Another noteworthy consequence of the novel’s use of fantasy and allegory is that it emphasizes the common faith of all Christians, rather than the literal differences between Christian sects. Although the novel addresses many aspects of faith, such as free will, sacrifice, love, pity, and redemption, it contains few, if any, specific mentions of Christian practices. Totally absent are mentions of baptism, Holy Communion, confirmation, etc.—rituals that, according to many sects and denominations, are essential parts of the religion. Where a literal discussion of Christianity presumably would have to discuss literal Christian rituals, Lewis’s allegorical treatment of Christianity is better-suited for discussing the spiritual, or even psychological, aspects of the faith. (For example, it would be difficult for The Great Divorce to present a ritual like communion symbolically—particularly since communion is arguably a symbolic ritual to begin with.) By emphasizing faith and spirituality and downplaying specific rituals, the novel seems to imply that Christians are defined primarily by their morality and faith, rather than their fidelity to a set of complicated, arbitrary rules—or, put another way, Christians are defined primarily by what they believe, not what they do.
Even though fantasy and metaphor can be highly effective teaching tools, they’re not enough to convince people to lead virtuous, moral lives. Dreams cannot make a human being become a Christian; they can only encourage good, Christian behavior. Ultimately, humans must exercise their free will and choose to embrace religion (see Free Will theme). Partly for this reason, The Great Divorce ends with the Narrator waking up from his dream in a cold, dark room. The Narrator must decide whether to apply the lessons he’s learned to his daily life—the same choice facing readers as they finish Lewis’s novel.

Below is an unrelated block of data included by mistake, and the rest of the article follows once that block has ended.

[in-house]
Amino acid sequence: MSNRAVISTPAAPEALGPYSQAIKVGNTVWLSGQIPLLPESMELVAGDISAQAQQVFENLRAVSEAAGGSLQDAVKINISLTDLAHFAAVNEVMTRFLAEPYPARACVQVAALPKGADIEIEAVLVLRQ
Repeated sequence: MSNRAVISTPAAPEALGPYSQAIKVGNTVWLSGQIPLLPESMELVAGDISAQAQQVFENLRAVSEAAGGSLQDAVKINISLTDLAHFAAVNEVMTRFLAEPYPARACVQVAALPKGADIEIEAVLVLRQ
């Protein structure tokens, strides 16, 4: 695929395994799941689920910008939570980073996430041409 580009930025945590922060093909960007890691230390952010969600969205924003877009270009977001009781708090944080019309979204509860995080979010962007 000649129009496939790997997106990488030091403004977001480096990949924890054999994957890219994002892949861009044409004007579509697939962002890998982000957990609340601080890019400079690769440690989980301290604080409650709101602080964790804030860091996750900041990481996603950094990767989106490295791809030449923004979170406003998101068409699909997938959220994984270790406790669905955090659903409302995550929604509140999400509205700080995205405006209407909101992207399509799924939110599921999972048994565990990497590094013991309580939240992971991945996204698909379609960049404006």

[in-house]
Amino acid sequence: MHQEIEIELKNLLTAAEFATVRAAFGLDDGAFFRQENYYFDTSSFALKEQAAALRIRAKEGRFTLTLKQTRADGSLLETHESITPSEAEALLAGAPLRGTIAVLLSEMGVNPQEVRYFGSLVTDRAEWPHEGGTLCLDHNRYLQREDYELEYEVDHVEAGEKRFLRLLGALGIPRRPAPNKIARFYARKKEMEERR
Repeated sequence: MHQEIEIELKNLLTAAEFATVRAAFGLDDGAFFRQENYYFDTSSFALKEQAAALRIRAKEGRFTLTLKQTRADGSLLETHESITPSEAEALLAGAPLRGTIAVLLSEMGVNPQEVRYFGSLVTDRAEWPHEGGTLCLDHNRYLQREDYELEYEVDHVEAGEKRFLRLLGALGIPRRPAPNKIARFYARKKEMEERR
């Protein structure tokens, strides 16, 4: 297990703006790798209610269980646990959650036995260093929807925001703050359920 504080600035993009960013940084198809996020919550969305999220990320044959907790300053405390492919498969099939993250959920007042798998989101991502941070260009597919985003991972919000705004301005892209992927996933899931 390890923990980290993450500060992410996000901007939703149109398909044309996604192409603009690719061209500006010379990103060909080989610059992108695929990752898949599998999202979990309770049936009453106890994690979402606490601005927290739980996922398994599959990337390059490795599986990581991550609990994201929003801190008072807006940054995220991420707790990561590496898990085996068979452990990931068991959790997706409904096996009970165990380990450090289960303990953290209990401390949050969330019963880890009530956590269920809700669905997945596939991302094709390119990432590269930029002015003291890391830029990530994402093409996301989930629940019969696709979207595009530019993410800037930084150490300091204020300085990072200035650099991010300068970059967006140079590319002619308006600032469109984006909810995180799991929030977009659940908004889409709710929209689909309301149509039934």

Dreams, Fantasy, and Education ThemeTracker
Dreams, Fantasy, and Education Quotes in The Great Divorce
He had found himself once more isolated and had to become a conscientious objector. The indignities he suffered at this stage of his career had, he confessed, embittered him. He decided he could serve the cause best by going to America: but then America came into the war too. It was at this point that he suddenly saw Sweden as the home of a really new and radical art, but the various oppressors had given him no facilities for going to Sweden. There were money troubles. His father, who had never progressed beyond the most atrocious mental complacency and smugness of the Victorian epoch, was giving him a ludicrously inadequate allowance. And he had been very badly treated by a girl too.
I had the sense of being in a larger place, perhaps even a larger sort of space, than I had ever known before: as if the sky were further off and the extent of the green plain wider that they could be on this little ball of earth. I had got out in some sense which made the Solar System itself seem an indoor affair. It gave me a feeling of freedom, but also of exposure, possibly of danger, which continued to accompany me through all that followed.